“Switching to direct hydrogen adds decades into the transition,” said David Joffe, of the UK’s Climate Change Committee, the advisory body to the government.
Synthetic fuels are not straightforward either. The creation of so-called power-to-liquid or e-fuels requires huge amounts of green electricity, which makes them very expensive — and massive investment is needed in both renewable energy and fuel production to cut the cost. Synthetic fuels also emit carbon, although only what has been taken from the atmosphere.
“The cost of these e-fuels in the 2030s could be as low as today’s low-cost biofuels,” said Daniel Riefer, aviation partner at consultants McKinsey. “But you cannot scale up right away.”
E-fuels have one big advantage. Like clean biofuel, they can be dropped into the tanks of today’s aircraft and use existing fuel infrastructure.
“The benefit of sustainable aviation fuel is that we don’t have to change very much,” said Russ Dunn, CTO at GKN Aerospace. GKN is working on hydrogen propulsion and sustainable fuel technologies. Dunn said a variety of solutions will be needed to keep the global fleet flying. “There will be conventional aircraft flying for decades. If we can enable those to burn sustainable fuel rather than fossil fuel that has got to be a good thing.”
Roland Gerhards, head of Germany’s ZAL Center of Applied Aeronautical Research, said more work was needed to establish the true costs — both financial and environmental — of sustainable fuels vs hydrogen-powered flight.
Hydrogen propulsion may not emit carbon but it will expel more water vapour than kerosene, perhaps contributing to contrails. Nor does hydrogen completely eliminate nitrogen oxide.
“We are at the very beginning of understanding these technologies,” said Gerhards. “We are doing the research. We have to be honest and say we don’t have the answers.”
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Paul Stein, CTO at Rolls-Royce, said vested interests are driving the debate about hydrogen versus sustainable fuel. “Many people would like to preserve the status quo and there are others who see a whole new industry in which they can participate,” he said. The answer would not be one or the other, but a mix, he added.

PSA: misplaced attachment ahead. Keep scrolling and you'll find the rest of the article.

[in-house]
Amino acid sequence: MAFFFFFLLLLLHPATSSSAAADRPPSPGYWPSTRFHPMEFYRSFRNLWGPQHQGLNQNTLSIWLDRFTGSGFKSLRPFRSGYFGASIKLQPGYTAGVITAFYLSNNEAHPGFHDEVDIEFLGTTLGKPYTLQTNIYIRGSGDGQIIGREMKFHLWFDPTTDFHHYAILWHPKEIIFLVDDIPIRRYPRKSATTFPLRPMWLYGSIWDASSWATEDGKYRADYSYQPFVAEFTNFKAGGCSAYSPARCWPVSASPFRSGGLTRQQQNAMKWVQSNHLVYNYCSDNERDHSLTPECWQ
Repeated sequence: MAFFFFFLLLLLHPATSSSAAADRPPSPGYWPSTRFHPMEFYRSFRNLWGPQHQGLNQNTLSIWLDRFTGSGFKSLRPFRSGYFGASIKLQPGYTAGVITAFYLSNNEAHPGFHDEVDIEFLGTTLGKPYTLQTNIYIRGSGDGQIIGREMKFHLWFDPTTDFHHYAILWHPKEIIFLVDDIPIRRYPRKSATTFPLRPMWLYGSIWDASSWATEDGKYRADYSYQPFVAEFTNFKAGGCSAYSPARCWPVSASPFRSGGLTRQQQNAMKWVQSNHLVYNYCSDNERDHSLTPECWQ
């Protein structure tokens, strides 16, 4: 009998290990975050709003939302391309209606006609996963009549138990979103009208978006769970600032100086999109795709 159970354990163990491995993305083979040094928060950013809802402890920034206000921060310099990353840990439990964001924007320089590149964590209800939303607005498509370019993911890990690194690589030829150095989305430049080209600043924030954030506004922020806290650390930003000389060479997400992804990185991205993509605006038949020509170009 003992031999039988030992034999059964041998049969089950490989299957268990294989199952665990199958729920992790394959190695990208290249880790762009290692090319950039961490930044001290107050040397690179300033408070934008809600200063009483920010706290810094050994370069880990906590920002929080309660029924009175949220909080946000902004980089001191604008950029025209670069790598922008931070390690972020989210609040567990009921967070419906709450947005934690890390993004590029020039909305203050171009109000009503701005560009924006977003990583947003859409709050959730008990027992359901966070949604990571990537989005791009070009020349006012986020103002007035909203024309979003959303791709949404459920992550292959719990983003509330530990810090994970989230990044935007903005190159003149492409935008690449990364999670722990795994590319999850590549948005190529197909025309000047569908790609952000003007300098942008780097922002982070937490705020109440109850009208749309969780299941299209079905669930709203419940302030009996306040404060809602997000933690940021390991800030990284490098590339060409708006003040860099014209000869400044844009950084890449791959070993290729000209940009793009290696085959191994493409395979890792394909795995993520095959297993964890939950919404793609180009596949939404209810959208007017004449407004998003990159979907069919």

Airlines are watching the debate closely. David Morgan, director of flight operations at easyJet, said the low-cost carrier would be at the front of the queue when hydrogen aircraft finally come to market.
With the majority of European routes coming in at less than 1,500km, hydrogen could be viable. “I would like to think by 2035 easyJet has ordered its first batch of zero-emissions, short-haul aircraft,” Morgan said. “Ultimately the goal should be to strive towards zero environmental emissions.”
But Britain’s CCC is not counting on the technology to make a big difference by 2050. “We are not that bullish on hydrogen in aviation,” Joffe said. “In emissions terms it’s the longer-distance flights that are much more important.”
FT Series: Hydrogen — Fantasy or fuel of the future?
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In private, aerospace executives agreed. But they also know that with so much government funding for hydrogen, there is a risk outsiders will disrupt the business models that have defined global aerospace for decades.
“There is a new way of thinking about the propulsion system as a whole,” said one senior French aerospace executive. “Using a cryogenic [ultra-low temperature] fuel onboard an aircraft is somehow a game changer.”
Paul Eremenko, former CTO at Airbus and United Technologies and founder of logistics start-up Universal Hydrogen, wants to be one of those disrupters.
“It is very difficult to get the industry to do this from the inside because there is a mindset of incrementalism,” he said. “This requires a paradigm shift, a disruptive change, and it is easier to do that as an external disrupter than to do it from the inside.”
Nevertheless, even incumbents agreed that in the longer term hydrogen will find its place in commercial aviation.
“Somewhere there is likely to be a role for hydrogen and we will be ready,” said Michael Winter, senior fellow for advanced technology at US aero-engine group Pratt & Whitney. “But hydrogen will be really hard. Not insurmountable, but really hard.”
The colours of the hydrogen rainbow
Green hydrogen Made by using clean electricity from renewable energy technologies to electrolyse water (H2O), separating the hydrogen atom within it from its molecular twin oxygen. Currently very expensive.
Blue hydrogen Produced using natural gas but with carbon emissions being captured and stored, or reused. Negligible amounts in production because of a lack of capture projects.
Grey hydrogen This is the most common form of hydrogen production. It comes from natural gas via steam methane reformation but without emissions capture.
Brown hydrogen The cheapest way to make hydrogen but also the most environmentally damaging because of the use of thermal coal in the production process.
Turquoise hydrogen Uses a process called methane pyrolysis to produce hydrogen and solid carbon. Not proven at scale. Concerns around methane leakage.